Oil tumbled as much as 5.7% to $78.73 a barrel on Friday — the lowest intraday level since January 11.
Investors are concerned about the Federal Reserve’s campaign to get inflation under control by delivering punishing interest rate hikes designed to slow down the US economy.
“They’re purposely sending this economy towards recession,” said Robert Yawger, vice president of energy futures at Mizuho Securities.
Markets are betting the Fed’s rate hikes — the latest one coming earlier this week — will hurt energy demand by causing people to drive and fly less and businesses to consume less energy.
“Fed rate hikes are killing demand for everything, in particular energy,” said Yawger.
The tumble in the energy market is being fueled in part by the skyrocketing US dollar, which continues to surge against rival currencies as investors rush into safe havens. That strength tends to be a negative for oil — which is priced in dollars — because it erodes the purchasing power of foreign buyers.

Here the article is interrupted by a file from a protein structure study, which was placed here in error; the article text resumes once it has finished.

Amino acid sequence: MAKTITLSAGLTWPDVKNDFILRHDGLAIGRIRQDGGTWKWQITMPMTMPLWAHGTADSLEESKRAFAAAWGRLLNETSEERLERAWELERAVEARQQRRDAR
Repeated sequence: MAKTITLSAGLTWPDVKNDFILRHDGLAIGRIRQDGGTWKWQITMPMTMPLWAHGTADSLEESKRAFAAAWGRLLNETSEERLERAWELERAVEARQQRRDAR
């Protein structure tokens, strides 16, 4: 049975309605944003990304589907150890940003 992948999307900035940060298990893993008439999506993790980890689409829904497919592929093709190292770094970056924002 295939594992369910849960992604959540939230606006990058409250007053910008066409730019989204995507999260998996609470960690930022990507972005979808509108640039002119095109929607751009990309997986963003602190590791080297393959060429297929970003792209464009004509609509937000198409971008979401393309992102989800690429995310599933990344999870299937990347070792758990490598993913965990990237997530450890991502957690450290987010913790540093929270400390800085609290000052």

“This is the market saying, ‘If we are going into recession, we’re going into the dollar and selling everything else.’ Oil is getting caught up in this,” said Michael Tran, commodity and digital intelligence strategist at RBC Capital Markets.
Oil prices have now plunged about 40% since briefly eclipsing $130 a barrel in March as investors bet the war on Ukraine would derail Russia’s oil exports. Fears about the supply of oil from Russia have proven to be overdone as the country continues to send crude overseas.
“No doubt that helped. That’s one reason we are no longer at $130,” said Yawger.